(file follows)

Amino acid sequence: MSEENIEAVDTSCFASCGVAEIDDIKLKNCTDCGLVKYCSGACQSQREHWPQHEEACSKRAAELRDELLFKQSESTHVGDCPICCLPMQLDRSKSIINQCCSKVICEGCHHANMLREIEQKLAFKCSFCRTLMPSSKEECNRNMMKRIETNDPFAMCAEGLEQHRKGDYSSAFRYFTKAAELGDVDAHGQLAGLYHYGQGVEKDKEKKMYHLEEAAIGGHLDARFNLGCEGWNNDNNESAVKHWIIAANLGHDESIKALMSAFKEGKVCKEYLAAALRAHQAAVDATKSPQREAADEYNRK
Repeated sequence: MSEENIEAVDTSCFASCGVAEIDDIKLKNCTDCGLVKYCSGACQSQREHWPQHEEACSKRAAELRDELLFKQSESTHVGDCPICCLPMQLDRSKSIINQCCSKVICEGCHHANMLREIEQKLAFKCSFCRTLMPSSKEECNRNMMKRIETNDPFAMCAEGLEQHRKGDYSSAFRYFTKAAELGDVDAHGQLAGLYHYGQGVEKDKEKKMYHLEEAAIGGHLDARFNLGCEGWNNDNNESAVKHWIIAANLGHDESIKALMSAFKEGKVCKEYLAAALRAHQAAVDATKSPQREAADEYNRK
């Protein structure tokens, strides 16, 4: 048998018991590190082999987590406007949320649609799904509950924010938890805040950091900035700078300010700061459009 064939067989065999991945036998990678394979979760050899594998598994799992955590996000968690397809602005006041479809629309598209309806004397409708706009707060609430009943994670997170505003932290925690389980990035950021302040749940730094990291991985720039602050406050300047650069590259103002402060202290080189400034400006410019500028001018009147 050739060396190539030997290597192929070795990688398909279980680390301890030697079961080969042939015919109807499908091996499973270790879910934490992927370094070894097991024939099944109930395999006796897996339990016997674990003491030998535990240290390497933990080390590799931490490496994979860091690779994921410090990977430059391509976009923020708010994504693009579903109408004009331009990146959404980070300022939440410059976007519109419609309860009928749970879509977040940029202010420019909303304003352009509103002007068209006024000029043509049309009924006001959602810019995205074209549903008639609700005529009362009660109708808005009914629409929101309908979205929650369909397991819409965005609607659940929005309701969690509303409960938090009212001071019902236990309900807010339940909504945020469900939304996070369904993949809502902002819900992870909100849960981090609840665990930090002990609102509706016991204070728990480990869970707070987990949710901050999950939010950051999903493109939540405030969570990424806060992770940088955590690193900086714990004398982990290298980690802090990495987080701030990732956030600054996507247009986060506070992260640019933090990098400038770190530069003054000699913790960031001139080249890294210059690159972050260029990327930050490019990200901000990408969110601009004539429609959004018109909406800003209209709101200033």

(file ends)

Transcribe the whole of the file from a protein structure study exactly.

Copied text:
Amino acid sequence: MSEENIEAVDTSCFASCGVAEIDDIKLKNCTDCGLVKYCSGACQSQREHWPQHEEACSKRAAELRDELLFKQSESTHVGDCPICCLPMQLDRSKSIINQCCSKVICEGCHHANMLREIEQKLAFKCSFCRTLMPSSKEECNRNMMKRIETNDPFAMCAEGLEQHRKGDYSSAFRYFTKAAELGDVDAHGQLAGLYHYGQGVEKDKEKKMYHLEEAAIGGHLDARFNLGCEGWNNDNNESAVKHWIIAANLGHDESIKALMSAFKEGKVCKEYLAAALRAHQAAVDATKSPQREAADEYNRK
Repeated sequence: MSEENIEAVDTSCFASCGVAEIDDIKLKNCTDCGLVKYCSGACQSQREHWPQHEEACSKRAAELRDELLFKQSESTHVGDCPICCLPMQLDRSKSIINQCCSKVICEGCHHANMLREIEQKLAFKCSFCRTLMPSSKEECNRNMMKRIETNDPFAMCAEGLEQHRKGDYSSAFRYFTKAAELGDVDAHGQLAGLYHYGQGVEKDKEKKMYHLEEAAIGGHLDARFNLGCEGWNNDNNESAVKHWIIAANLGHDESIKALMSAFKEGKVCKEYLAAALRAHQAAVDATKSPQREAADEYNRK
């Protein structure tokens, strides 16, 4: 048998018991590190082999987590406007949320649609799904509950924010938890805040950091900035700078300010700061459009 064939067989065999991945036998990678394979979760050899594998598994799992955590996000968690397809602005006041479809629309598209309806004397409708706009707060609430009943994670997170505003932290925690389980990035950021302040749940730094990291991985720039602050406050300047650069590259103002402060202290080189400034400006410019500028001018009147 050739060396190539030997290597192929070795990688398909279980680390301890030697079961080969042939015919109807499908091996499973270790879910934490992927370094070894097991024939099944109930395999006796897996339990016997674990003491030998535990240290390497933990080390590799931490490496994979860091690779994921410090990977430059391509976009923020708010994504693009579903109408004009331009990146959404980070300022939440410059976007519109419609309860009928749970879509977040940029202010420019909303304003352009509103002007068209006024000029043509049309009924006001959602810019995205074209549903008639609700005529009362009660109708808005009914629409929101309908979205929650369909397991819409965005609607659940929005309701969690509303409960938090009212001071019902236990309900807010339940909504945020469900939304996070369904993949809502902002819900992870909100849960981090609840665990930090002990609102509706016991204070728990480990869970707070987990949710901050999950939010950051999903493109939540405030969570990424806060992770940088955590690193900086714990004398982990290298980690802090990495987080701030990732956030600054996507247009986060506070992260640019933090990098400038770190530069003054000699913790960031001139080249890294210059690159972050260029990327930050490019990200901000990408969110601009004539429609959004018109909406800003209209709101200033």